Yale Rejects Bid To Rescind Honorary Degree

, The Connecticut Law Tribune

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Chris Meisenkothen
Chris Meisenkothen

An organization representing victims of asbestos exposure was appalled after last year's conviction in an Italian court of a Swiss billionaire accused of creating an environmental disaster that led to thousands of people dying from asbestos-related illnesses.

The organization was so angry it hired a Connecticut lawyer to turn urge Yale University to rescind an honorary degree the Ivy League school had given to the billionaire, Stephan Schmidheiny, in 1996. After more than two months, Yale finally responded to the request—and it didn't offer the answer the group wanted to hear.

Though appeals are pending in Italian court, Schmidheiny may one day serve at least 16 years in prison for his part in the public health tragedy. But at least he'll get to keep his honorary degree from Yale.

In a letter to the Italy-based Asbestos Victims and Relatives Association, school officials said in December that they would not rescind Schmidheiny's honorary degree.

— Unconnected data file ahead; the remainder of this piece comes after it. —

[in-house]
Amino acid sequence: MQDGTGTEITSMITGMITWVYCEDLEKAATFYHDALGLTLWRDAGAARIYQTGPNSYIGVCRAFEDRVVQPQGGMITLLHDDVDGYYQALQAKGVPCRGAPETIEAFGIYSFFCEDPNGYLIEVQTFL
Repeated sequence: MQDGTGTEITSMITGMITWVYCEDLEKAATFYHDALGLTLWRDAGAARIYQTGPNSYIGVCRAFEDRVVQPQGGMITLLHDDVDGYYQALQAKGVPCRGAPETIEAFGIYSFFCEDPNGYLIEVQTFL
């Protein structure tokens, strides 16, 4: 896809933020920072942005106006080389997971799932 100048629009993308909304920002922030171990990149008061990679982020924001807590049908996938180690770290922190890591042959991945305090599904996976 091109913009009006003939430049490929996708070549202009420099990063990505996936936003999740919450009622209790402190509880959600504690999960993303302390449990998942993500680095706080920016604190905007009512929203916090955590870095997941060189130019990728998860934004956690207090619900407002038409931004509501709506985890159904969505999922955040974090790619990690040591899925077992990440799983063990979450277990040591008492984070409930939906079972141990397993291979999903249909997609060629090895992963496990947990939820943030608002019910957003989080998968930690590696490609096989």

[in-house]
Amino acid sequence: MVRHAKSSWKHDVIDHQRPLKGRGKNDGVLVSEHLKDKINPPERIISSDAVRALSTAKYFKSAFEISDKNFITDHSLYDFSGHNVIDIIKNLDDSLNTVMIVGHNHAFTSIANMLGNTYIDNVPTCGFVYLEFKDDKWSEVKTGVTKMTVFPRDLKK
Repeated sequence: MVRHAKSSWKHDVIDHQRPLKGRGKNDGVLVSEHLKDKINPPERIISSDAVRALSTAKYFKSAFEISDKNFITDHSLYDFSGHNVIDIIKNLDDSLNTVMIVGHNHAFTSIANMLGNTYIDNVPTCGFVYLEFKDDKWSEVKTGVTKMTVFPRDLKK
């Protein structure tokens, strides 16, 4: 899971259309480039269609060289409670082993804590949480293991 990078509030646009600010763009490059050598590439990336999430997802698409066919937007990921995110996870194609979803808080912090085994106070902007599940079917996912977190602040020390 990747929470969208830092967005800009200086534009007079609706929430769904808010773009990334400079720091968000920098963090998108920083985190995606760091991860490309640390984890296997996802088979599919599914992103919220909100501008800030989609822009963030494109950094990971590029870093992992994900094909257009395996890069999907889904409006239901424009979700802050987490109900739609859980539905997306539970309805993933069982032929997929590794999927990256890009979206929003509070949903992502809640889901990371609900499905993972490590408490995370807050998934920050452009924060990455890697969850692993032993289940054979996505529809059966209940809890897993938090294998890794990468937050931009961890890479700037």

"As you know, the revocation of an honorary degree would be unprecedented at Yale, and we do not believe that the events subsequent to the award of the degree call into question the essential information upon which [Yale] acted," wrote Kimberly Goff-Crews, secretary and vice-president for student life at Yale.

The letter was sent to Christopher Meisenkothen of Early, Lucarelli, Sweeney & Meisenkothen in New Haven, who has handled asbestos-related litigation for plaintiffs across the U.S. and agreed to represent the Italian victims group pro bono in this matter.

Meisenkothen's initial five-page letter asking Yale to rescind the honorary degree was sent in early October.

"We're really very disappointed in Yale's response," Meisenkothen told the Law Tribune. "Yale doesn't address the Italian legal proceedings and the significant historical evidence that was revealed during the trial. I think Yale is snubbing the Italian system and tacitly joining Schmidheiny's defenders who have attacked the Italian justice system."

Meisenkothen noted that there is no viable legal action the group can take against Yale. However, he said the Italian group is pursuing other options.

"We're optimistic that some interested Yale professors may also speak out soon, and we're talking with some state and national labor and union groups to try to rally some additional support," Meisenkothen said.

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